One technique I have found effective is getting a copy of the video of the tape prior to making any decisions. I have found this a productive use of time. Typically, we continue the cases. The D.A. provides a copy. We review it prior to the next court date. We can make an intelligent decision about whether to proceed or not. In exchange for getting the tape, an agreement is usually made to waive your right to a preliminary hearing. While I am an advocate of never waiving the preliminary hearing, sometimes it is a good idea to see what you are facing before a full defense is made.
What is the difference between having a preliminary hearing and waiving your right to a preliminary hearing?
A preliminary hearing is a hearing before the general sessions judge in which probable cause must be established by a preponderance of the evidence to present a case to the Williamson County Grand Jury. The probable cause standard is the lowest threshold of evidence in the criminal system. The preliminary hearing does not require proof beyond a reasonable doubt. It only requires evidence that more likely than not a crime was committed in Williamson County and more likely than not you are the person that did it. Strategically, it is a good method for discovering information about the case through the testimony of the officers. The preliminary hearing is electronically recorded, it is preserved, and can be copied for later use. A waiver of the preliminary hearing waives that hearing. In exchange, you should get something in return like the videotape.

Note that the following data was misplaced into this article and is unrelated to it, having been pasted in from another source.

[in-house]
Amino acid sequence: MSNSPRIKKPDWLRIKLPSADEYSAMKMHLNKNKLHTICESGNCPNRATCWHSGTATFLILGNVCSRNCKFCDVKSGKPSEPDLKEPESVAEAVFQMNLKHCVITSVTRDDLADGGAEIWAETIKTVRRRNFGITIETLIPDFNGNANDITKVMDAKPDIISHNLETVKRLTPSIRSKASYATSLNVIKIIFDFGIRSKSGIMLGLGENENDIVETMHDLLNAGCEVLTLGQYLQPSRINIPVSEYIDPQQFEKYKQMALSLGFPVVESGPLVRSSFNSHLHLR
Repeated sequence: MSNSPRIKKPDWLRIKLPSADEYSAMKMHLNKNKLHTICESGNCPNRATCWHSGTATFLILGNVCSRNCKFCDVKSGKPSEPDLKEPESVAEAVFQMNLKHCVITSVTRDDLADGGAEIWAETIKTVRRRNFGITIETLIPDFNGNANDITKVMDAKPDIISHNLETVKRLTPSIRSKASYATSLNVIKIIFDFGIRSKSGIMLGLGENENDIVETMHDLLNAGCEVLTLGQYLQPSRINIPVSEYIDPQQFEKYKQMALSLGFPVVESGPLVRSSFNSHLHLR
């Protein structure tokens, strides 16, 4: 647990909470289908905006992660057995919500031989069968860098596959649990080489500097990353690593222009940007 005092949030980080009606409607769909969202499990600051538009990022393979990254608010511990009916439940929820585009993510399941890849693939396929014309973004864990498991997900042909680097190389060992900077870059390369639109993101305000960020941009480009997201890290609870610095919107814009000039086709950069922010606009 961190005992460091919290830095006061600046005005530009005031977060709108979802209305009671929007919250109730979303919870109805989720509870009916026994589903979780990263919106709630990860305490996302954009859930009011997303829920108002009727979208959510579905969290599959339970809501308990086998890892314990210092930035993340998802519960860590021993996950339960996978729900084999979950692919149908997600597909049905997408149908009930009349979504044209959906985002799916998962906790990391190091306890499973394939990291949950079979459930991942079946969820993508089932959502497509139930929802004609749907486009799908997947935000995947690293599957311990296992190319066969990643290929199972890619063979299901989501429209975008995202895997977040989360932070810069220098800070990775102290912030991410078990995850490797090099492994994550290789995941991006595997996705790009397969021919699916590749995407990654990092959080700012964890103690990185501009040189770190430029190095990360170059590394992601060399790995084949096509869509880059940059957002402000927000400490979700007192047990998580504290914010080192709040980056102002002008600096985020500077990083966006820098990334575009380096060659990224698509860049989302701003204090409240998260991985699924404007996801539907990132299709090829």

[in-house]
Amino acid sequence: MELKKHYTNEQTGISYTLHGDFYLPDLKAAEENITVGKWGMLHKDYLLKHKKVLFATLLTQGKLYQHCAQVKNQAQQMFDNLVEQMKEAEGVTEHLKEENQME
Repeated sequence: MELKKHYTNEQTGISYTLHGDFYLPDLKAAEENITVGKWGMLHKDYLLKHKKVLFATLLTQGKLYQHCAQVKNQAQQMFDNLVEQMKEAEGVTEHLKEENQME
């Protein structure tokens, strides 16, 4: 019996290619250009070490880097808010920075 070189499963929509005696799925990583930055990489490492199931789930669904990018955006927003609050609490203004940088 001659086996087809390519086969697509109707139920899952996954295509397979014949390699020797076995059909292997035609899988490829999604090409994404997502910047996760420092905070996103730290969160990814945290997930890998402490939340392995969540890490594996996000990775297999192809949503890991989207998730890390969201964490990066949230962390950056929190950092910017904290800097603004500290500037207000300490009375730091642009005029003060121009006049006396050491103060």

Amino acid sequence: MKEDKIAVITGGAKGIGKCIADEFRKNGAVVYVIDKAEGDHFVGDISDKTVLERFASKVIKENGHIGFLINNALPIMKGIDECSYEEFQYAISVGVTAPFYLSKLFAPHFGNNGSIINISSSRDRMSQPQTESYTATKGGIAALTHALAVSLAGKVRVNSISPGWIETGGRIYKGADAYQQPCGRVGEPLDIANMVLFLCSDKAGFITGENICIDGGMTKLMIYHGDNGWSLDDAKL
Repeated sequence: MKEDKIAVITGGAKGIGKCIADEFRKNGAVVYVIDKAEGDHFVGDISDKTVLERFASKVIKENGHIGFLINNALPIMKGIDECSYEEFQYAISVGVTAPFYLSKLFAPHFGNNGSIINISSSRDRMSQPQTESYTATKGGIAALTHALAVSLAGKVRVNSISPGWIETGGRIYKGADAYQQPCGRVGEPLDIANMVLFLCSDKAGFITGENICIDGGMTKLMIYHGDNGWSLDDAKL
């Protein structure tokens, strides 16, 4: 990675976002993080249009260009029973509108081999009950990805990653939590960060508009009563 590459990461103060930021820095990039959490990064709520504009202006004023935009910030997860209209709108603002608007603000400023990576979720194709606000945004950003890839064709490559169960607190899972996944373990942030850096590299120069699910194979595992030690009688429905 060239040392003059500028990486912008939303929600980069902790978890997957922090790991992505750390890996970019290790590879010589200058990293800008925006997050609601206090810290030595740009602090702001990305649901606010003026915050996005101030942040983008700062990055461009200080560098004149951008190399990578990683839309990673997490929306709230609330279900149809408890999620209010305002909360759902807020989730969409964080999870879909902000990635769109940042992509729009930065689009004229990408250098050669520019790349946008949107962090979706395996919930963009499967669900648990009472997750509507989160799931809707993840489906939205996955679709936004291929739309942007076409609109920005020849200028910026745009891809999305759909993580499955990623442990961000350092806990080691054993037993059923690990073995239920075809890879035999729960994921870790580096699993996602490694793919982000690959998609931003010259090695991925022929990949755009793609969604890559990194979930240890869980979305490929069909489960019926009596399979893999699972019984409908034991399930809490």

Sometimes cases do get continued in the general sessions court for several reasons such as the blood alcohol test is not back from the Tennessee Bureau of Investigation or the toxicology report is not back from the Tennessee Bureau of Investigation. You can have a trial in general sessions court but there is no procedure to get adequate discovery before you can try the case in a general sessions court. The next step in the criminal court process if you are unable to settle your case in general sessions court is circuit court. It is more formal and the rules of criminal procedure apply.